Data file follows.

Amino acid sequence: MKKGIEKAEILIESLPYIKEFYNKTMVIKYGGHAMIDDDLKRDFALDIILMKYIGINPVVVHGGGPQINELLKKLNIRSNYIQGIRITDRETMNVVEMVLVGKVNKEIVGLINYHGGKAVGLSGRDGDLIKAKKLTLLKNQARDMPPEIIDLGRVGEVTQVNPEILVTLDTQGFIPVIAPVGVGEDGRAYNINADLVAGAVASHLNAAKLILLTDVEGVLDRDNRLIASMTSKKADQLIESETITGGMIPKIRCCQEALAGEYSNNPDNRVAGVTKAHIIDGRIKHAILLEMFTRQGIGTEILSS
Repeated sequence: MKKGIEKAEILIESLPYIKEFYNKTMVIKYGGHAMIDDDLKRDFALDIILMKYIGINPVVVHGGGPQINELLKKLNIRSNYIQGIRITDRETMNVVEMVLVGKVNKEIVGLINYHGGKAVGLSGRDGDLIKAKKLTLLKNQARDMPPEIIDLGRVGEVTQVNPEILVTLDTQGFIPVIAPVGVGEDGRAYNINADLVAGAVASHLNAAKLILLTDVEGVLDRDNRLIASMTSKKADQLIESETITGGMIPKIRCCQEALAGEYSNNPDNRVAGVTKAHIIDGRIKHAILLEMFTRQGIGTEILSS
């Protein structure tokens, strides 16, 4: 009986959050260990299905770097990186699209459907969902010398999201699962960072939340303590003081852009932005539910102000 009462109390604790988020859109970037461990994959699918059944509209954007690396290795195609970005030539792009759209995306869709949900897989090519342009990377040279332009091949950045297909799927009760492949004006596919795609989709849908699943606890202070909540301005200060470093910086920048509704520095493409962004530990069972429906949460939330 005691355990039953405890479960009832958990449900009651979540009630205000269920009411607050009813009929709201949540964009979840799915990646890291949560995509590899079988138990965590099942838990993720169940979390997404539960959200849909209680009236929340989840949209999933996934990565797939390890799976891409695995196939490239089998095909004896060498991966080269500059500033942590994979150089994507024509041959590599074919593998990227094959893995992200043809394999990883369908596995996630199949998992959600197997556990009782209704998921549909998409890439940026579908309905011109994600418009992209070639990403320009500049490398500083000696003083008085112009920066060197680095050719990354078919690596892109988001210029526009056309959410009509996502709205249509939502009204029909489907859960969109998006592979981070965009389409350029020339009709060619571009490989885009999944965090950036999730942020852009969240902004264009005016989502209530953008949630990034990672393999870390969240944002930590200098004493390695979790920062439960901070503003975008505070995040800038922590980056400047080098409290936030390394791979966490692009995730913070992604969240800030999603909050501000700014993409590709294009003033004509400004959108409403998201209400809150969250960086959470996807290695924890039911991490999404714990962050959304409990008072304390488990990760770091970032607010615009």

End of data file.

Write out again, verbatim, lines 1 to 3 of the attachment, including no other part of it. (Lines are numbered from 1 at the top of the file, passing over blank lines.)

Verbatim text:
Amino acid sequence: MKKGIEKAEILIESLPYIKEFYNKTMVIKYGGHAMIDDDLKRDFALDIILMKYIGINPVVVHGGGPQINELLKKLNIRSNYIQGIRITDRETMNVVEMVLVGKVNKEIVGLINYHGGKAVGLSGRDGDLIKAKKLTLLKNQARDMPPEIIDLGRVGEVTQVNPEILVTLDTQGFIPVIAPVGVGEDGRAYNINADLVAGAVASHLNAAKLILLTDVEGVLDRDNRLIASMTSKKADQLIESETITGGMIPKIRCCQEALAGEYSNNPDNRVAGVTKAHIIDGRIKHAILLEMFTRQGIGTEILSS
Repeated sequence: MKKGIEKAEILIESLPYIKEFYNKTMVIKYGGHAMIDDDLKRDFALDIILMKYIGINPVVVHGGGPQINELLKKLNIRSNYIQGIRITDRETMNVVEMVLVGKVNKEIVGLINYHGGKAVGLSGRDGDLIKAKKLTLLKNQARDMPPEIIDLGRVGEVTQVNPEILVTLDTQGFIPVIAPVGVGEDGRAYNINADLVAGAVASHLNAAKLILLTDVEGVLDRDNRLIASMTSKKADQLIESETITGGMIPKIRCCQEALAGEYSNNPDNRVAGVTKAHIIDGRIKHAILLEMFTRQGIGTEILSS
């Protein structure tokens, strides 16, 4: 009986959050260990299905770097990186699209459907969902010398999201699962960072939340303590003081852009932005539910102000 009462109390604790988020859109970037461990994959699918059944509209954007690396290795195609970005030539792009759209995306869709949900897989090519342009990377040279332009091949950045297909799927009760492949004006596919795609989709849908699943606890202070909540301005200060470093910086920048509704520095493409962004530990069972429906949460939330 005691355990039953405890479960009832958990449900009651979540009630205000269920009411607050009813009929709201949540964009979840799915990646890291949560995509590899079988138990965590099942838990993720169940979390997404539960959200849909209680009236929340989840949209999933996934990565797939390890799976891409695995196939490239089998095909004896060498991966080269500059500033942590994979150089994507024509041959590599074919593998990227094959893995992200043809394999990883369908596995996630199949998992959600197997556990009782209704998921549909998409890439940026579908309905011109994600418009992209070639990403320009500049490398500083000696003083008085112009920066060197680095050719990354078919690596892109988001210029526009056309959410009509996502709205249509939502009204029909489907859960969109998006592979981070965009389409350029020339009709060619571009490989885009999944965090950036999730942020852009969240902004264009005016989502209530953008949630990034990672393999870390969240944002930590200098004493390695979790920062439960901070503003975008505070995040800038922590980056400047080098409290936030390394791979966490692009995730913070992604969240800030999603909050501000700014993409590709294009003033004509400004959108409403998201209400809150969250960086959470996807290695924890039911991490999404714990962050959304409990008072304390488990990760770091970032607010615009």